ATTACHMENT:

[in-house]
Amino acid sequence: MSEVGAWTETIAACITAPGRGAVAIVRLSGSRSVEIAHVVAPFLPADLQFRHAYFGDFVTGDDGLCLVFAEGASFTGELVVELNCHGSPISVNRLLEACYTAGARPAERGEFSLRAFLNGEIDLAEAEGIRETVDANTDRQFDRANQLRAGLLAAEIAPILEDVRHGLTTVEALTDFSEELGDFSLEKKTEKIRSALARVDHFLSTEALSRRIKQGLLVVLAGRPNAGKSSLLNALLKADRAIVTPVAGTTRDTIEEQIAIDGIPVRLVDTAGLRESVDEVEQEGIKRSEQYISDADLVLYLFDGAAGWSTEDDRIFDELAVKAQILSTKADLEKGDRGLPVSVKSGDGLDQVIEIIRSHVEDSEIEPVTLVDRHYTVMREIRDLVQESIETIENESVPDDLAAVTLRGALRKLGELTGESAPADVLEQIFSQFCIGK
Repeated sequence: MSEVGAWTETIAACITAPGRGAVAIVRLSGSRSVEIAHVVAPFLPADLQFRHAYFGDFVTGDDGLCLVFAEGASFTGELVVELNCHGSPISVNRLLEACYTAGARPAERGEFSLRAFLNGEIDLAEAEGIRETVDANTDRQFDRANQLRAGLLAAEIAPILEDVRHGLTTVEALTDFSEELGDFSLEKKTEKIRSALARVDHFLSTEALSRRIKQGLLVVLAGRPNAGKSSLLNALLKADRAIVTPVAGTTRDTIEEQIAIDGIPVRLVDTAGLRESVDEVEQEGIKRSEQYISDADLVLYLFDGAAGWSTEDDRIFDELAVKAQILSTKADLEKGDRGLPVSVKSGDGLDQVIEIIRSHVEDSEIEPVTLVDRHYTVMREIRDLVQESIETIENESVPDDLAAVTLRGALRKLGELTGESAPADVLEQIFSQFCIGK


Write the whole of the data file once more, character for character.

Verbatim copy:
[in-house]
Amino acid sequence: MSEVGAWTETIAACITAPGRGAVAIVRLSGSRSVEIAHVVAPFLPADLQFRHAYFGDFVTGDDGLCLVFAEGASFTGELVVELNCHGSPISVNRLLEACYTAGARPAERGEFSLRAFLNGEIDLAEAEGIRETVDANTDRQFDRANQLRAGLLAAEIAPILEDVRHGLTTVEALTDFSEELGDFSLEKKTEKIRSALARVDHFLSTEALSRRIKQGLLVVLAGRPNAGKSSLLNALLKADRAIVTPVAGTTRDTIEEQIAIDGIPVRLVDTAGLRESVDEVEQEGIKRSEQYISDADLVLYLFDGAAGWSTEDDRIFDELAVKAQILSTKADLEKGDRGLPVSVKSGDGLDQVIEIIRSHVEDSEIEPVTLVDRHYTVMREIRDLVQESIETIENESVPDDLAAVTLRGALRKLGELTGESAPADVLEQIFSQFCIGK
Repeated sequence: MSEVGAWTETIAACITAPGRGAVAIVRLSGSRSVEIAHVVAPFLPADLQFRHAYFGDFVTGDDGLCLVFAEGASFTGELVVELNCHGSPISVNRLLEACYTAGARPAERGEFSLRAFLNGEIDLAEAEGIRETVDANTDRQFDRANQLRAGLLAAEIAPILEDVRHGLTTVEALTDFSEELGDFSLEKKTEKIRSALARVDHFLSTEALSRRIKQGLLVVLAGRPNAGKSSLLNALLKADRAIVTPVAGTTRDTIEEQIAIDGIPVRLVDTAGLRESVDEVEQEGIKRSEQYISDADLVLYLFDGAAGWSTEDDRIFDELAVKAQILSTKADLEKGDRGLPVSVKSGDGLDQVIEIIRSHVEDSEIEPVTLVDRHYTVMREIRDLVQESIETIENESVPDDLAAVTLRGALRKLGELTGESAPADVLEQIFSQFCIGK